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London is open for Indian tech companies: Deputy Mayor

Rajesh Agrawal, Deputy Mayor of London for Business, wants to work more closely with India in the technology sector

India-UK Tech Summit
Rajesh Agrawal, Deputy Mayor of London for Business, at India-UK Tech Summit in New Delhi

If there is one phrase that reverberates throughout Deputy Mayor of London for Business Rajesh Agrawal’s communiqué at the India-UK Tech Summit in New Delhi, it is: London Is Open.

London has one of the world’s most diverse tech ecosystems, with 53% of foreign employees and more female founders than Silicon Valley. And Agrawal is quick to drive the message home that London will continue to be the best place in the world to do business even after Brexit. “Like a magnet, London attracts people from around the world — be it for tourism, for education or for business. Things will not change after Brexit,” he tells Geospatial World. “London attracts and creates the world’s most innovative companies in convergence sectors, such, as FinTech, AdTech and RetailTech, and others like FashionTech, CyberTech, EdTech, MedTech, artificial intelligence, virtual reality and Internet of Things.”

India on London’s radar

Insisting that London wants to work more closely with India in the technology sector, Agrawal points out that British Indians have contributed significantly to the city’s economy. “Indian companies employ nearly 50,000 people in London, and about 40% of the fastest growing Indian companies investing in the UK are based in London,” he says.

India is also the second largest investor into London after the US. Since 2005, India has accounted for 11% of all investment projects into London. “Investment levels from India have increased by 20% in the last decade. Tech is the top sector for Indian investors, accounting for 46% of all Indian investment and a total of 124 projects over the period,” Agrawal smiles, as he lists out the key companies in this ecosystem: Cigniti Technologies, Kayako Europe, Sonata Software, Infotech Enterprises, Lodha Group Construction, Tatat Elxsi and Cipla Life Sciences.

“London has many accelerators and some of the world’s most successful incubators — Google Campus has helped around 1,000 startups,” Agrawal tells. One of the major factors that work in London’s favor is that it has access to the best new talent. “We have four of the world’s top 50 universities — more than any other city in the world — and two more world-leading institutions — the universities of Oxford and Cambridge — within 50 miles of the capital,” the India-born Deputy Mayor elaborates.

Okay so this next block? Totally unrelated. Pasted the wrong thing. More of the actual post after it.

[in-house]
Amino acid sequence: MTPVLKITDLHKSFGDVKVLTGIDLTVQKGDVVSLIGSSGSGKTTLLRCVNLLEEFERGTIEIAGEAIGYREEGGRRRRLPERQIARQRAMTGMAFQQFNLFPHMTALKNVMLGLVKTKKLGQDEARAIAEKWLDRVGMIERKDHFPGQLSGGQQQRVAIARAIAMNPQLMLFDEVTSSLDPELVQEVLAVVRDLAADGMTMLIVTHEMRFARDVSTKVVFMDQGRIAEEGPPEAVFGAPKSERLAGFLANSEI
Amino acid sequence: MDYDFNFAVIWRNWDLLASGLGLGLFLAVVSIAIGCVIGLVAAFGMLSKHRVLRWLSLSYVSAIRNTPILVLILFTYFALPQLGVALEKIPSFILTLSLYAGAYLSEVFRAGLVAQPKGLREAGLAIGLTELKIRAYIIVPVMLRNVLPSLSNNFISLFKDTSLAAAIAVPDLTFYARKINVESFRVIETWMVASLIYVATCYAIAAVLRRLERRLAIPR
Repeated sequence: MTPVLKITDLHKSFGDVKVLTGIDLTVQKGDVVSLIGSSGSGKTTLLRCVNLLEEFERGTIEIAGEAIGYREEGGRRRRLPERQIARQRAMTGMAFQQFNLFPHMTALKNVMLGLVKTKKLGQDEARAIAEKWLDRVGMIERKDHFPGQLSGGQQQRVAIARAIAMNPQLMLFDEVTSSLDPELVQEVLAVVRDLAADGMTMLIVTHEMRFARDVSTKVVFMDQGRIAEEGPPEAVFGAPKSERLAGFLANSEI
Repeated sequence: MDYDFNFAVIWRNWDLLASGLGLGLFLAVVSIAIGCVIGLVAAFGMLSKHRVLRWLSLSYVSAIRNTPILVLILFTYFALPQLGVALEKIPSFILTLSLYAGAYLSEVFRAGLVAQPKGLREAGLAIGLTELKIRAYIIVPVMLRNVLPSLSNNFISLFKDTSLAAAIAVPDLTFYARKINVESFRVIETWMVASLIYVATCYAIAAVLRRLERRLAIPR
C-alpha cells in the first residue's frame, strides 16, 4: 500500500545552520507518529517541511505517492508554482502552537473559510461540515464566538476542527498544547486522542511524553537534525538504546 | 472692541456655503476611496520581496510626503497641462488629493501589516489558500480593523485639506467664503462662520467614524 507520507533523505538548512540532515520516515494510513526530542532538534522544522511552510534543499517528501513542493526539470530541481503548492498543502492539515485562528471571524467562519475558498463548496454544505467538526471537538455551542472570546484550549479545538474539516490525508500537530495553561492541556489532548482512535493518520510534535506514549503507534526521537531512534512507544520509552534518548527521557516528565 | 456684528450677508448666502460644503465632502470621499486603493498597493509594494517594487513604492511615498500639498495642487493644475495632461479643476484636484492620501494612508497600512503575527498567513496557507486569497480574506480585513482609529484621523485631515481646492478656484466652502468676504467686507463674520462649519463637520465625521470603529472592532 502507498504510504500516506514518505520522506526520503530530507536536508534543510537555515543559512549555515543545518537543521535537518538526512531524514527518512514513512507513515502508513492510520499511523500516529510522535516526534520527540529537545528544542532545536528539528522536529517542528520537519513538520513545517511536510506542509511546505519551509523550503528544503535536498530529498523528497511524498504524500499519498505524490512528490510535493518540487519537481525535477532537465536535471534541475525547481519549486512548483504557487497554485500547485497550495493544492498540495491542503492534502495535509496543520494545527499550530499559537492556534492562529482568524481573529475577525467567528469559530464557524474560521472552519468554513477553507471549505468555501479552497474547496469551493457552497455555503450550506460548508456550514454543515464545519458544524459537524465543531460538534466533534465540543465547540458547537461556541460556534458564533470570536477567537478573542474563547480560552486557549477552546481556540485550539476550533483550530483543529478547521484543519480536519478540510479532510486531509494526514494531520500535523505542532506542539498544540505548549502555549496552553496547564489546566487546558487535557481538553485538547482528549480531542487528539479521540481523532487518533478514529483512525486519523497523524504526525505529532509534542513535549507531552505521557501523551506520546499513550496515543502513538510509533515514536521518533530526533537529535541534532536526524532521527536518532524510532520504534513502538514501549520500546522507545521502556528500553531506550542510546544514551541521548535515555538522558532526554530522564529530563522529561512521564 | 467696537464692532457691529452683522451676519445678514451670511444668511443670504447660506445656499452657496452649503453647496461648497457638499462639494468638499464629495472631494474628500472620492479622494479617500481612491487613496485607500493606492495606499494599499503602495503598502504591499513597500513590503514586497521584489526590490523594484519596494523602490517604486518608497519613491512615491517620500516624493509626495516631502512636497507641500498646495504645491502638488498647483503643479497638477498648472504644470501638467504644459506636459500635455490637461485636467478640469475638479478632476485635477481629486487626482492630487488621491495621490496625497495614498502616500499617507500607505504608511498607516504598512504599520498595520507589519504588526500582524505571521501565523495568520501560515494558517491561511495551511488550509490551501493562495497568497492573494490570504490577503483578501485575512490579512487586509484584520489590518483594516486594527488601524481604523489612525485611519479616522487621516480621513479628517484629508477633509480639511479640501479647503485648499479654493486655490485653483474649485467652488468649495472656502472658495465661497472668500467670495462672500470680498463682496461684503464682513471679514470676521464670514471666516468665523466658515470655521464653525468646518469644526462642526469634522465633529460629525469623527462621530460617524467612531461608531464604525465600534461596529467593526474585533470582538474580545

An entrepreneur-turned-politician, Agrawal moved to London 15 years ago and founded RationalFX (2005) and Xendpay (2014) — both companies utilizing technology to reduce the cost of international money transfer for businesses and individuals. Talking about his transition from the world of business to the political arena, Agrawal quips, “I feel like I have turned from being a carpenter to being a gardener. Rather than just making a piece of furniture, I’m nurturing the entire ecosystem. Improving the lives of people through technology is one of my passions, and I’m thrilled to have received a chance to fulfill that.”

IE20 business program

So, it is apt that Agrawal is at the forefront of the India Emerging (IE20) business program, which aims to support 20 of India’s most innovative and high-growth companies with global aspirations. “If a deserving company is in the need of funds, we will help them get ready venture capital. 155,600 digital tech professionals are working in London. We can help you find the right staff and location for your business. The program can help you make best use of tax breaks and investment schemes, and connect with business support networks and trade associations,” explains Agrawal.

As the conversation draws to a close, Agrawal points to the importance of clusters in the tech sector. If you put entrepreneurs in a room full of non-entrepreneurs, you will slowly see the whole culture of the place transform toward business. So, when people ask me whether entrepreneurship can be taught, I tell them I don’t know whether it can be taught, but it can definitely be caught — like an infection!”